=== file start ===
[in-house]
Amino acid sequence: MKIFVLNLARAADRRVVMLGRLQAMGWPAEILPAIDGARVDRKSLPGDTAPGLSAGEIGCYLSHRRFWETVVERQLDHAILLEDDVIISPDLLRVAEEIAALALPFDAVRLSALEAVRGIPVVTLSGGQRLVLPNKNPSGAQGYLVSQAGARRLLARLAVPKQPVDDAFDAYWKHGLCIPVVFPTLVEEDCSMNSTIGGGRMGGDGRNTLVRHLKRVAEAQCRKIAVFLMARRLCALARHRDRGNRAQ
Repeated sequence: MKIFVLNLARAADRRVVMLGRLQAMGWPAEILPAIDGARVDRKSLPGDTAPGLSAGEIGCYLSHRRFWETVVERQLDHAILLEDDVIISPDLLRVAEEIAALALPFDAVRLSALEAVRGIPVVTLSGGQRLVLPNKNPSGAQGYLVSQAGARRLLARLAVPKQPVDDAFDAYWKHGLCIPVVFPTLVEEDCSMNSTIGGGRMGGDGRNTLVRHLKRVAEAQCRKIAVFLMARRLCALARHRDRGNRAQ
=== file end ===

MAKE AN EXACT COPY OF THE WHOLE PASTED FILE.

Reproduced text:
[in-house]
Amino acid sequence: MKIFVLNLARAADRRVVMLGRLQAMGWPAEILPAIDGARVDRKSLPGDTAPGLSAGEIGCYLSHRRFWETVVERQLDHAILLEDDVIISPDLLRVAEEIAALALPFDAVRLSALEAVRGIPVVTLSGGQRLVLPNKNPSGAQGYLVSQAGARRLLARLAVPKQPVDDAFDAYWKHGLCIPVVFPTLVEEDCSMNSTIGGGRMGGDGRNTLVRHLKRVAEAQCRKIAVFLMARRLCALARHRDRGNRAQ
Repeated sequence: MKIFVLNLARAADRRVVMLGRLQAMGWPAEILPAIDGARVDRKSLPGDTAPGLSAGEIGCYLSHRRFWETVVERQLDHAILLEDDVIISPDLLRVAEEIAALALPFDAVRLSALEAVRGIPVVTLSGGQRLVLPNKNPSGAQGYLVSQAGARRLLARLAVPKQPVDDAFDAYWKHGLCIPVVFPTLVEEDCSMNSTIGGGRMGGDGRNTLVRHLKRVAEAQCRKIAVFLMARRLCALARHRDRGNRAQ